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The hepatitis A virus cellular receptor 1 (HAVCR1/TIM1), a member of the T-cell immunoglobulin mucin (TIM) family, is an important atopy susceptibility gene in humans. The exact natural function of HAVCR1/TIM1 and the inverse association between HAV infection and prevention of atopy are not well understood. To identify natural ligands of human HAVCR1/TIM1, we used an expression cloning strategy based on the binding of dog cells transfected with a human lymph node cDNA library to a HAVCR1/TIM1 Fc fusion protein. The transfected cells that bound to the human HAVCR1/TIM1 Fc contained cDNA of human immunoglobulin alpha 1 heavy (Igα1) and lambda light (Igλ) chain and secreted human IgA1λ antibody that bound to the cell surface. Cotransfection of the isolated Igα1 and Igλ cDNAs to naïve dog cells resulted in the secretion of IgA1λ that bound to HAVCR1/TIM1 Fc but not to a poliovirus receptor Fc fusion protein in a capture enzyme-linked immunosorbent assay. The interaction of HAVCR1/TIM1 with IgA was inhibited by monoclonal antibodies (MAbs) against Igα1 and Igλ, excess IgA1λ, or anti-HAVCR1/TIM1 MAb. IgA did not inhibit HAV infection of African green monkey cells, suggesting that the IgA and the virus binding sites are in different epitopes on HAVCR1/TIM1. IgA enhanced significantly the neutralization of HAV by HAVCR1/TIM1 Fc. Our results indicate that IgA1λ is a specific ligand of HAVCR1/TIM1 and that their association has a synergistic effect in virus-receptor interactions.
The hepatitis A virus (HAV) cellular receptor 1 (HAVCR1/TIM1) is a type 1 integral membrane glycoprotein consisting of a characteristic six-cysteine immunoglobulin (Ig)-like domain extended above the cell surface by a mucin-like domain that contains a variable number of threonine, serine, and proline (TSP) hexameric repeats (19). The monkey (19) and human (13) HAVCR1/TIM1 were the first identified members of the T-cell immunoglobulin mucin (TIM) family, an immunologically important group of receptors (22, 28, 29, 32) that is conserved in vertebrates. Although HAV is a hepatotropic virus that causes acute hepatitis in humans, infection with HAV has been shown to greatly reduce the risk of developing asthma and allergy in humans (26, 27). Because the gene encoding HAVCR1/TIM1 has been shown to be an important asthma and allergy susceptibility gene in humans (14, 15, 29, 30), it appears that HAVCR1/TIM1 plays a critical role in regulating T-cell differentiation (29) and the development of atopy (30). However, the precise immunological mechanisms by which HAV infection prevents atopy and the exact mechanisms by which HAVCR1/TIM1 functions normally in the absence of HAV infection to regulate immune responses are not fully understood.
In mice, Tim-1 has been shown to be an important T-cell costimulatory molecule, which is preferentially expressed on T helper 2 (Th2) cells (48). Cross-linking of mouse Tim-1 enhances T-cell proliferation and cytokine production and prevents the induction of respiratory tolerance, resulting in airway hyperreactivity, a cardinal feature of asthma (48). Tim-1 costimulation requires its cytoplasmic tail and a conserved tyrosine that can be phosphorylated (8). In humans, HAVCR1/TIM1 is expressed in Th2 cell lines, is associated with remission in patients with multiple sclerosis (21), and is highly expressed in kidneys (19) primarily after injury (16) or in tumors (50). Recently, mouse Tim-4, a TIM family member expressed on antigen-presenting cells (APCs), has been shown to be a ligand for Tim-1 (31). However, whether human TIM4, the ortholog of mouse Tim-4, functions as a ligand of human HAVCR1/TIM1 is not known.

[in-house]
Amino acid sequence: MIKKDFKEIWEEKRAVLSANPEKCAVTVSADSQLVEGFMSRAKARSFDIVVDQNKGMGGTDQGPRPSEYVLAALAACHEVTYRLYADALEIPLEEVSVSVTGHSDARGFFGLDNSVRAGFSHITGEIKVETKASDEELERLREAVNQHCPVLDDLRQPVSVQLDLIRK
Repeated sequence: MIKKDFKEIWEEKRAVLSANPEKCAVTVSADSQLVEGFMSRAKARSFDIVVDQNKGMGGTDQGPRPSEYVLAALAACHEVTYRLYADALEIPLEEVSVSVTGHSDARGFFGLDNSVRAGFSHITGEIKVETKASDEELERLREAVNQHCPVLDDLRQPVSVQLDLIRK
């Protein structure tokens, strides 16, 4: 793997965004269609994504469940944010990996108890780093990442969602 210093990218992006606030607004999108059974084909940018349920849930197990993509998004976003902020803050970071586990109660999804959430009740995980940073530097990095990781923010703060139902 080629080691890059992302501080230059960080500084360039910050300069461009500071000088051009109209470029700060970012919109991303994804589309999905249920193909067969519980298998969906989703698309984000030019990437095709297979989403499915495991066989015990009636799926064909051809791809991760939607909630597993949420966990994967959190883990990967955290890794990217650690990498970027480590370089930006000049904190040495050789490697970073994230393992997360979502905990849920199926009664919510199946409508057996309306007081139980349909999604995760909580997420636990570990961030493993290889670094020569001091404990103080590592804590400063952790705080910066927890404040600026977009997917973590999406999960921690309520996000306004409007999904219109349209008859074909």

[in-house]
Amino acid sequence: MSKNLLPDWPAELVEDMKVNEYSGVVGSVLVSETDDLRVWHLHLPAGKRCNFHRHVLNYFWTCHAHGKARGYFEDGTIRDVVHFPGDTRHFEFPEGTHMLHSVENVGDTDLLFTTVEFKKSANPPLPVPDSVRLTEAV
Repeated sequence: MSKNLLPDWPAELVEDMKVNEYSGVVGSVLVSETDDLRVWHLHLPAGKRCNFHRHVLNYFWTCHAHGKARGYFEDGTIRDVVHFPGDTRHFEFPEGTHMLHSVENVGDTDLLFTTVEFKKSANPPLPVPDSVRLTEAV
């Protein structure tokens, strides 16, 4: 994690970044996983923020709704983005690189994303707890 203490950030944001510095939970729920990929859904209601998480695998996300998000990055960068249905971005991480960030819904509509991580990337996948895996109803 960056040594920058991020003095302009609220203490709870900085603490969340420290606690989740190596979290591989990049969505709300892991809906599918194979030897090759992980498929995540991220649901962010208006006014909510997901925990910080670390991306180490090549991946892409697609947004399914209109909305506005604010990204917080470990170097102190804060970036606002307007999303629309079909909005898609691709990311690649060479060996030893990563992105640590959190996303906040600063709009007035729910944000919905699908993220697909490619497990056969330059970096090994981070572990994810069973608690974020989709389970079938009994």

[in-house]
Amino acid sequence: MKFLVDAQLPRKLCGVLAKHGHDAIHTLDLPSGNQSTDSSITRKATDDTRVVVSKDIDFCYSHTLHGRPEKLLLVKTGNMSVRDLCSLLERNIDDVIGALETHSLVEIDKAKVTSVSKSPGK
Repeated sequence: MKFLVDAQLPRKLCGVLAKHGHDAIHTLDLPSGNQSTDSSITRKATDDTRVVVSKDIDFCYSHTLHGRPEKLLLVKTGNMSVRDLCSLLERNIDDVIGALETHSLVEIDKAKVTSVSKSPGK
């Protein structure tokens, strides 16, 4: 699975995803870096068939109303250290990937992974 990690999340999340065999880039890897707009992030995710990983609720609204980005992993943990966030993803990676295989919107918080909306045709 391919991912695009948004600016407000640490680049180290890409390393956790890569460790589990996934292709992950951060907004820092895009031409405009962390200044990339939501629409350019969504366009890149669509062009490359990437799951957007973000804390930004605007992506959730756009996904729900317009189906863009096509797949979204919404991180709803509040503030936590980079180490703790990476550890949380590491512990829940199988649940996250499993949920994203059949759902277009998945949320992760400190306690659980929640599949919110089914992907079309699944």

Using an expression cloning strategy with a soluble form of the HAVCR1/TIM1 containing the HAVCR1/TIM1 Ig variable-like (IgV) region fused to the Fc fragment of a human IgG1 antibody [HAVCR1/TIM1(IgV)-Fc], we identified IgAλ as a specific ligand of HAVCR1/TIM1. The interaction between HAVCR1/TIM1 and IgAλ is specific, since it was blocked with monoclonal antibody (MAb) to immunoglobulin alpha 1 heavy (Igα1) or lambda light (Igλ) chain, with anti-HAVCR1/TIM1 MAb, or by treatment with excess IgA1λ antibody but not with IgM. More interestingly, binding of IgA to HAVCR1/TIM1 enhanced the virus-receptor interaction. Although HAVCR1/TIM1 is sufficient for binding and alteration of HAV particles (43, 44), steps that are required for cell entry, it is possible that IgA may play a role in vivo by enhancing the interaction of the virus with the receptor under nonfavorable infection conditions such as low receptor levels. These results contribute to our understanding of the role of HAVCR1/TIM1 in the pathogenesis of HAV and provide insight into the possible natural function of HAVCR1/TIM1 in humans and the mechanisms by which HAVCR1/TIM1 may regulate the development of immune responses and atopy.
Chinese hamster ovary (CHO) cells deficient in the enzyme dihydrofolate reductase were obtained from the American Type Culture Collection (ATCC). Perro6D cells derived from canine osteogenic sarcoma D-17 cells (ATCC) transfected with EBNA-1 cDNA are resistant to the antibiotic G418 and have an increased transfection efficiency for episomal plasmids containing an Epstein-Barr virus P1 origin of replication (46).
African green monkey kidney cells of the GL37 strain (47) (GL37 cells) were grown in complete medium containing Eagle's minimal essential medium (EMEM) and 10% fetal bovine serum (FBS).
The cell culture-adapted HM-175 strain of HAV derived from infectious cDNA (7) and passaged 100 times in BS-C1 cells was grown in GL37 cells.